With consumers used to the convenience of refueling their vehicle at the gas station in a few minutes, one of the biggest disadvantages of electric vehicles is the time it takes to recharge their batteries. Now, by separating the energy storage and energy discharging functions of the battery into separate physical structures, researchers at MIT have achieved a breakthrough that could allow EVs to be recharged in the same time it takes to refuel a conventional car. The technology could also provide an inexpensive alternative for energy storage for intermittent, renewable energy sources such as wind and solar.
The new battery employs an architecture known as a "semi-solid flow cell," which sees the battery's positive and negative electrodes (cathodes and anodes) made up of solid particles suspended in a liquid electrolyte. These oppositely charged particles are pumped through systems separated by a filter, such as a thin porous membrane.
The MIT researchers say that by separating the energy storage and energy discharge functions of the battery into separate physical structures allows them to design more efficient batteries. This should allow for a complete battery system - including all its structural support and connectors - that is half the size and cost of existing rechargeable batteries.
Although flow batteries have been around for a while, they have used liquids with very low energy density. This has resulted in batteries that are much bigger than fuel cells and require rapid pumping of the fluid, which also reduced their efficiency.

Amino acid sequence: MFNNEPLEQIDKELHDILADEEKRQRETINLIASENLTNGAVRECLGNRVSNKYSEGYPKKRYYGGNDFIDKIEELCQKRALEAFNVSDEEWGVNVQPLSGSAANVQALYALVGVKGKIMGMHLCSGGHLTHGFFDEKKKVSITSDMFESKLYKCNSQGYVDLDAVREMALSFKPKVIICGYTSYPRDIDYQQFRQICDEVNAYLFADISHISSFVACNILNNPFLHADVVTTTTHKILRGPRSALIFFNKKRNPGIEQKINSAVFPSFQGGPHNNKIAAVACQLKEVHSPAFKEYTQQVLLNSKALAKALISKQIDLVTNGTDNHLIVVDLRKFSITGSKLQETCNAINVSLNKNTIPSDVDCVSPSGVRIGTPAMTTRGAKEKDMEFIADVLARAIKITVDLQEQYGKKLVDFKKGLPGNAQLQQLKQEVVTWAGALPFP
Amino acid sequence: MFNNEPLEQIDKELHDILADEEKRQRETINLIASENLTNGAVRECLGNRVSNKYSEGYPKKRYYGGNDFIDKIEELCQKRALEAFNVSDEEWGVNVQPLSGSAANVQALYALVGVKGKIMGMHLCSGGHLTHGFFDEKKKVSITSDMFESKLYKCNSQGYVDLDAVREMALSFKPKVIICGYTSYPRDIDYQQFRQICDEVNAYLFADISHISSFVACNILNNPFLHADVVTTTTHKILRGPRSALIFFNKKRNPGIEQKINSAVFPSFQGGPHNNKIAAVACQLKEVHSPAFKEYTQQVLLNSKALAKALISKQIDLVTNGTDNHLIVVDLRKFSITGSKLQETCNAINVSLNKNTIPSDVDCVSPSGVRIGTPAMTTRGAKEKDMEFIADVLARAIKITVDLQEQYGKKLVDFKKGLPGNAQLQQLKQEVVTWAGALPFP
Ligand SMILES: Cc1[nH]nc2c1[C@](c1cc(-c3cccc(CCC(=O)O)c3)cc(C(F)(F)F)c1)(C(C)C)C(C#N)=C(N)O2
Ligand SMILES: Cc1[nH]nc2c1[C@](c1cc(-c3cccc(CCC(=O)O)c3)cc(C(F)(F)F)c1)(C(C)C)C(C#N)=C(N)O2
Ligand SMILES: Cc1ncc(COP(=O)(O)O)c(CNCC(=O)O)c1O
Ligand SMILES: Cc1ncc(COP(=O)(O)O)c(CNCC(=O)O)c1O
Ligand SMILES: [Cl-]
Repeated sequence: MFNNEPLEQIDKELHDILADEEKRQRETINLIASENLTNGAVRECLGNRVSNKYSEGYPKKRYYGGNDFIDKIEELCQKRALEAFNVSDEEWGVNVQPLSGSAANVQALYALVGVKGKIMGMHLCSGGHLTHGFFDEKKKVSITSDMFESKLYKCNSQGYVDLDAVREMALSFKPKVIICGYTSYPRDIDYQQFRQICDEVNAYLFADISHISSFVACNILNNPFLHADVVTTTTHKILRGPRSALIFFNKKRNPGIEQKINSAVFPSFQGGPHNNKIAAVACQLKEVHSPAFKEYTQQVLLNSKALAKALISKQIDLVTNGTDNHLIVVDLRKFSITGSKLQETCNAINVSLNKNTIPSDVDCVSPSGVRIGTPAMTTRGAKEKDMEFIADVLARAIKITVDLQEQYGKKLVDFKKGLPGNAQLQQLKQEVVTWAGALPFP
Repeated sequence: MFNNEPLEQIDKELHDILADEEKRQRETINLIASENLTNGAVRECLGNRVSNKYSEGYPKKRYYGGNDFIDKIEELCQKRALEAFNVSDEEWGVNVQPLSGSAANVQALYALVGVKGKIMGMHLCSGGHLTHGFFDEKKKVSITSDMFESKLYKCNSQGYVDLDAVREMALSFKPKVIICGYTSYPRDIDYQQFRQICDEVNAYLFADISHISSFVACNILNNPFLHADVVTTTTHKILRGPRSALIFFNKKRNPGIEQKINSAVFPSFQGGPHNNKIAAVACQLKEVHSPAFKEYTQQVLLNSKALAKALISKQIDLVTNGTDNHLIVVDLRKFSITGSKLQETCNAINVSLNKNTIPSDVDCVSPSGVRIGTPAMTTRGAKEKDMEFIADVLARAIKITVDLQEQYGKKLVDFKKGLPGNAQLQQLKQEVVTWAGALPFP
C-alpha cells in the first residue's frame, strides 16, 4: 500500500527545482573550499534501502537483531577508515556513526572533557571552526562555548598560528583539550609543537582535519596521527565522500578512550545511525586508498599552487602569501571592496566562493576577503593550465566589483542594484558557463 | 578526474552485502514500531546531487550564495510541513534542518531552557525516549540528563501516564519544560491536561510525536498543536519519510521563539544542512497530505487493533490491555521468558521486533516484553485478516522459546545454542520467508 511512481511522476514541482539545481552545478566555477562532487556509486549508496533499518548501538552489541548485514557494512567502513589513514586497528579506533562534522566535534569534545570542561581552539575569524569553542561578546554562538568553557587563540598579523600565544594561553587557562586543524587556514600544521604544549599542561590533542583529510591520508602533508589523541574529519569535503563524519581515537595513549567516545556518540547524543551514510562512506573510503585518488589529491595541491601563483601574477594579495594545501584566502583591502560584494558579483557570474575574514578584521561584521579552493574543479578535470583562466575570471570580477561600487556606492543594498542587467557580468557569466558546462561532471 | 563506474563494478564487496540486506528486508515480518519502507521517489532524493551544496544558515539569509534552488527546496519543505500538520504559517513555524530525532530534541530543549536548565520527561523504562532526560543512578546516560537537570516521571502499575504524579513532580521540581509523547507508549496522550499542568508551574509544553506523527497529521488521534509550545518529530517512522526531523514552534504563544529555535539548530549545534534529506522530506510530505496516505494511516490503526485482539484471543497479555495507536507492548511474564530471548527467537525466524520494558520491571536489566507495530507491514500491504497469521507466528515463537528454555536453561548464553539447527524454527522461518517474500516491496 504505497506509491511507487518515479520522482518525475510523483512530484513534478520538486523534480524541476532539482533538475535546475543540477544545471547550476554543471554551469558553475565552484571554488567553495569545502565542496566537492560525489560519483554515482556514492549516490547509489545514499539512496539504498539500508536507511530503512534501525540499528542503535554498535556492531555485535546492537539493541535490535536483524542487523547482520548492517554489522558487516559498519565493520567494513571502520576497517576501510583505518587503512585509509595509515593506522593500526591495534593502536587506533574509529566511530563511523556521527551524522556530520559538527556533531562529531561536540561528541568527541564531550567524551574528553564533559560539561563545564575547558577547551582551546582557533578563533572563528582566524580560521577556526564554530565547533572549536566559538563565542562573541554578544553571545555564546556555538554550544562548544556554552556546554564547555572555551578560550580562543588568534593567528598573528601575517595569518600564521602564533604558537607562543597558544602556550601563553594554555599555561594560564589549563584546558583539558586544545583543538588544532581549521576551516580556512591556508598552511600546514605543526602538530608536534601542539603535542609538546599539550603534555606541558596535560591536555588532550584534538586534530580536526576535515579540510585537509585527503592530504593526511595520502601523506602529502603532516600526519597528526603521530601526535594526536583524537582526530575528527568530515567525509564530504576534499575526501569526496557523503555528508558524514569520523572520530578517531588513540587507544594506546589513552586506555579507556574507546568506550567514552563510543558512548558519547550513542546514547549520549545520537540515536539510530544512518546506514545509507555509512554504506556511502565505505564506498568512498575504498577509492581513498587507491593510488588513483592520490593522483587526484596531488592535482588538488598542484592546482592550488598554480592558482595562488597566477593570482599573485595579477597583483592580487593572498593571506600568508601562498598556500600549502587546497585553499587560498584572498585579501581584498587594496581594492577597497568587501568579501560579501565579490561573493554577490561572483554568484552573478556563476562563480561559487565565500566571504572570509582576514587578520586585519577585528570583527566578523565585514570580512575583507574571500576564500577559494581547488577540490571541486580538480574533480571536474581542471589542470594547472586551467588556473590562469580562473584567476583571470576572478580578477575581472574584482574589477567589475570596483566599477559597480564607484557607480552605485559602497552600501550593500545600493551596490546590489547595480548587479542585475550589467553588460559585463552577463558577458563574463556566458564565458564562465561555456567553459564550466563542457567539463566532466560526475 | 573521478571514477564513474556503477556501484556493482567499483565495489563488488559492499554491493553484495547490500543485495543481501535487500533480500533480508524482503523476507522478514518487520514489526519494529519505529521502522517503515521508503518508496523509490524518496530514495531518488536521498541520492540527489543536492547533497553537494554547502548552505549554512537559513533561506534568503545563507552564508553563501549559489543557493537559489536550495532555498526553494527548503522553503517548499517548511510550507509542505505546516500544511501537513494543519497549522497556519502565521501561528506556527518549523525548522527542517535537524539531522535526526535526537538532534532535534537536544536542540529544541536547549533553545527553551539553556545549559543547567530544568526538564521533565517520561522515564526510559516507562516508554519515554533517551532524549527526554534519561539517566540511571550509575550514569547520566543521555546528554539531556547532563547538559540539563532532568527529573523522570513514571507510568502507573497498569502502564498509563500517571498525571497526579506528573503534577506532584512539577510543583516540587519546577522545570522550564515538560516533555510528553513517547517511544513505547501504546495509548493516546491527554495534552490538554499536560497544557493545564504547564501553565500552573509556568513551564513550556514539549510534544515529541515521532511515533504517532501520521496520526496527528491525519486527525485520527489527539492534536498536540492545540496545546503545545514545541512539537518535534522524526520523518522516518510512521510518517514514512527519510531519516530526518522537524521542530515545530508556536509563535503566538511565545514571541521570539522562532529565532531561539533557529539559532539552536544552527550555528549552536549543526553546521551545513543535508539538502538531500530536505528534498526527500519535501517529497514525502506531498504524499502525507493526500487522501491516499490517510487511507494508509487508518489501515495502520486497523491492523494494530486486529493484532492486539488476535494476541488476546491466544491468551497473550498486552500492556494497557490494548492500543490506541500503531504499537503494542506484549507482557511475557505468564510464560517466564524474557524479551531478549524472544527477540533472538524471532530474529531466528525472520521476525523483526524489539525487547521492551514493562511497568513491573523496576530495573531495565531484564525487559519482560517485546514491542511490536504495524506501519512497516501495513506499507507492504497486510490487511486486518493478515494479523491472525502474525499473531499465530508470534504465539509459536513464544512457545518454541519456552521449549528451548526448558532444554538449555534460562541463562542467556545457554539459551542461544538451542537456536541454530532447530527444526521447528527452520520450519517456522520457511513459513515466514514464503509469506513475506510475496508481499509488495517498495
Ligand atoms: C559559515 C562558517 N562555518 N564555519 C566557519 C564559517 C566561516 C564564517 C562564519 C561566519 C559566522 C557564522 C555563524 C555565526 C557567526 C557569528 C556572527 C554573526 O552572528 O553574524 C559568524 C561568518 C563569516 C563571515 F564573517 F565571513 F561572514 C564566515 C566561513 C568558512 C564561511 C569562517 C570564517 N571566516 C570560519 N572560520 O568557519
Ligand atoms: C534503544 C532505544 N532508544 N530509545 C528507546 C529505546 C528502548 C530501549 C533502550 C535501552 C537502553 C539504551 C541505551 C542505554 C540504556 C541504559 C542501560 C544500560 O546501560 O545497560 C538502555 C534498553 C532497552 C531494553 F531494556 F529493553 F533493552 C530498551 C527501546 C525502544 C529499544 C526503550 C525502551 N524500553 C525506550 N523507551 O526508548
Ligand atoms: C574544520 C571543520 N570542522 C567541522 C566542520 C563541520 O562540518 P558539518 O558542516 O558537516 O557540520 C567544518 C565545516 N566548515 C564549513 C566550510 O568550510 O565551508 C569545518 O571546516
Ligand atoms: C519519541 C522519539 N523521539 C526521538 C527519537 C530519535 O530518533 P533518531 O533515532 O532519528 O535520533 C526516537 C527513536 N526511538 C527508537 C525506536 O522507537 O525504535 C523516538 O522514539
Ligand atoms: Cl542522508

The liquids in the new semi-solid flow batteries developed under the leadership of MIT materials science professors W. Craig Carter and Yet-Ming Chiang, provide a 10-fold improvement in energy density over present liquid flow batteries. This means the liquid suspensions - which have been dubbed 'Cambridge crude' as they look and flow like thick black goo and could take the role of petroleum in transportation - don't have to be pumped rapidly to deliver their power.
At the moment the battery is built around the proven chemistry of lithium-ion batteries and better anode and cathode materials and electrolytes are needed before a practical, commercial version of the battery is viable. But Chiang says because the design architecture of the new battery "is not linked to any particular chemistry," it can be used with different chemical combinations. He and his colleagues are now exploring different possibilities and as better materials are discovered, they can be adapted to the battery's architecture.
Under a three-year ARPA-E grant awarded in September 2010, the team's target is to have a "fully-functioning, reduced-scale prototype system" that is ready to be engineered for production as a replacement for existing EV batteries by the end of 2013.
Chang and Carter have also founded a company called 24M, which has licensed the technology and has raised over US$16 million in venture capital and federal research funding.
Source: MIT News
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